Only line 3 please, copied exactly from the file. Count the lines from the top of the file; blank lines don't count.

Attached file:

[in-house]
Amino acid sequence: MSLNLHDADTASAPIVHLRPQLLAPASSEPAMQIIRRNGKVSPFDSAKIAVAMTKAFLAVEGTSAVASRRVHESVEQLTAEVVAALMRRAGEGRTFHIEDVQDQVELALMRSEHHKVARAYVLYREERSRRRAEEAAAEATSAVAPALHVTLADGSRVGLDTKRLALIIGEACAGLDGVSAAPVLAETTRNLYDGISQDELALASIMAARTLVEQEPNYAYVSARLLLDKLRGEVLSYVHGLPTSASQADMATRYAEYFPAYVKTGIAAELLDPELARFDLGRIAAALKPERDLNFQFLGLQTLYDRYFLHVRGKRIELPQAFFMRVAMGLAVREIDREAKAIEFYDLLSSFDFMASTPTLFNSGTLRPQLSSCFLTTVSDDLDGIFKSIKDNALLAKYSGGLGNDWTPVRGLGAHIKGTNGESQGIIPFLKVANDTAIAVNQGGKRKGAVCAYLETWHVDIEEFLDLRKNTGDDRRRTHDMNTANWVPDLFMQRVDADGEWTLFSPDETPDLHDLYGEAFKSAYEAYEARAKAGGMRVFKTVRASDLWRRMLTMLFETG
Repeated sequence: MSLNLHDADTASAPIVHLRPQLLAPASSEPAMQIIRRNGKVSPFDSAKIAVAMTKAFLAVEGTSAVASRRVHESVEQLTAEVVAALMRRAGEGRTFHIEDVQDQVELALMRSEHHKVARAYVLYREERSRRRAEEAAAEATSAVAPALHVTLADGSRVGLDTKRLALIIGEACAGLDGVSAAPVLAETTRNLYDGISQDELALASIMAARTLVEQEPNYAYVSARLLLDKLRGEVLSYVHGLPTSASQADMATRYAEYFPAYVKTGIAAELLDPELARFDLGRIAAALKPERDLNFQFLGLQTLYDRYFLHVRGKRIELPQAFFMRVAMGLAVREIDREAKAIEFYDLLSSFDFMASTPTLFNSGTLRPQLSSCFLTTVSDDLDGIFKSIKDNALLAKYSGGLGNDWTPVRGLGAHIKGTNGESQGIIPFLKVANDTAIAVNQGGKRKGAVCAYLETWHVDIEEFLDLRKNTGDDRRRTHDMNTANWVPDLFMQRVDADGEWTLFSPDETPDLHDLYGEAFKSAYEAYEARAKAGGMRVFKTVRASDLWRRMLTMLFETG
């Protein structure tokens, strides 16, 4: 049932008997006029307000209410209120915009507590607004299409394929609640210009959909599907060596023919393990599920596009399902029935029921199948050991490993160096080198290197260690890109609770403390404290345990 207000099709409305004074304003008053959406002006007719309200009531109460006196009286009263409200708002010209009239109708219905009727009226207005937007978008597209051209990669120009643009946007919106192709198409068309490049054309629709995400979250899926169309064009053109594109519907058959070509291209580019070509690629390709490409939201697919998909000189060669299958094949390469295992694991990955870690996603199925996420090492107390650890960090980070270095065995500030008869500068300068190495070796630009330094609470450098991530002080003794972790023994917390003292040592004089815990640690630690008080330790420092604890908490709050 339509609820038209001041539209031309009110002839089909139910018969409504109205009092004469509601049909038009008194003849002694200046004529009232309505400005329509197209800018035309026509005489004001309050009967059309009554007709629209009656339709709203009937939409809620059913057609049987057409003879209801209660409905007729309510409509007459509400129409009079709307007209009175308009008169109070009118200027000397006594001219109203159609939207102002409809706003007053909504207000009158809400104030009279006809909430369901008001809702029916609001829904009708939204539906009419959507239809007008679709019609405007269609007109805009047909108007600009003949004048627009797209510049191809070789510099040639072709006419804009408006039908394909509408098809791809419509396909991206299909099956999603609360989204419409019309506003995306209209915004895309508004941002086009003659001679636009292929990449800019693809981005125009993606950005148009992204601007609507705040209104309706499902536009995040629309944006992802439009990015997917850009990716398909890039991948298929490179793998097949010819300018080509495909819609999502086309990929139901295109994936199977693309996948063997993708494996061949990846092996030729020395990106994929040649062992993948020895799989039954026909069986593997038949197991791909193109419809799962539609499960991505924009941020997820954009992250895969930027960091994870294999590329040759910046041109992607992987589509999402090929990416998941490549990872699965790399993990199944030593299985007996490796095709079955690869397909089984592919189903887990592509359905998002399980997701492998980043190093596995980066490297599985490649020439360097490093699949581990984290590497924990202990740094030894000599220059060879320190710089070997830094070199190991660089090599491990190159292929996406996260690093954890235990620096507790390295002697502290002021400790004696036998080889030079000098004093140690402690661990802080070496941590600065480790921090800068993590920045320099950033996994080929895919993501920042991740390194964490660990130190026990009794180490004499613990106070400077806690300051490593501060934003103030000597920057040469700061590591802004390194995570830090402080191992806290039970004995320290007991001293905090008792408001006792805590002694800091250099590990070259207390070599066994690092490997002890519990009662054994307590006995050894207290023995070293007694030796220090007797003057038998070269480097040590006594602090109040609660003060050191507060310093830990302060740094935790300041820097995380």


Repeated sequence: MSLNLHDADTASAPIVHLRPQLLAPASSEPAMQIIRRNGKVSPFDSAKIAVAMTKAFLAVEGTSAVASRRVHESVEQLTAEVVAALMRRAGEGRTFHIEDVQDQVELALMRSEHHKVARAYVLYREERSRRRAEEAAAEATSAVAPALHVTLADGSRVGLDTKRLALIIGEACAGLDGVSAAPVLAETTRNLYDGISQDELALASIMAARTLVEQEPNYAYVSARLLLDKLRGEVLSYVHGLPTSASQADMATRYAEYFPAYVKTGIAAELLDPELARFDLGRIAAALKPERDLNFQFLGLQTLYDRYFLHVRGKRIELPQAFFMRVAMGLAVREIDREAKAIEFYDLLSSFDFMASTPTLFNSGTLRPQLSSCFLTTVSDDLDGIFKSIKDNALLAKYSGGLGNDWTPVRGLGAHIKGTNGESQGIIPFLKVANDTAIAVNQGGKRKGAVCAYLETWHVDIEEFLDLRKNTGDDRRRTHDMNTANWVPDLFMQRVDADGEWTLFSPDETPDLHDLYGEAFKSAYEAYEARAKAGGMRVFKTVRASDLWRRMLTMLFETG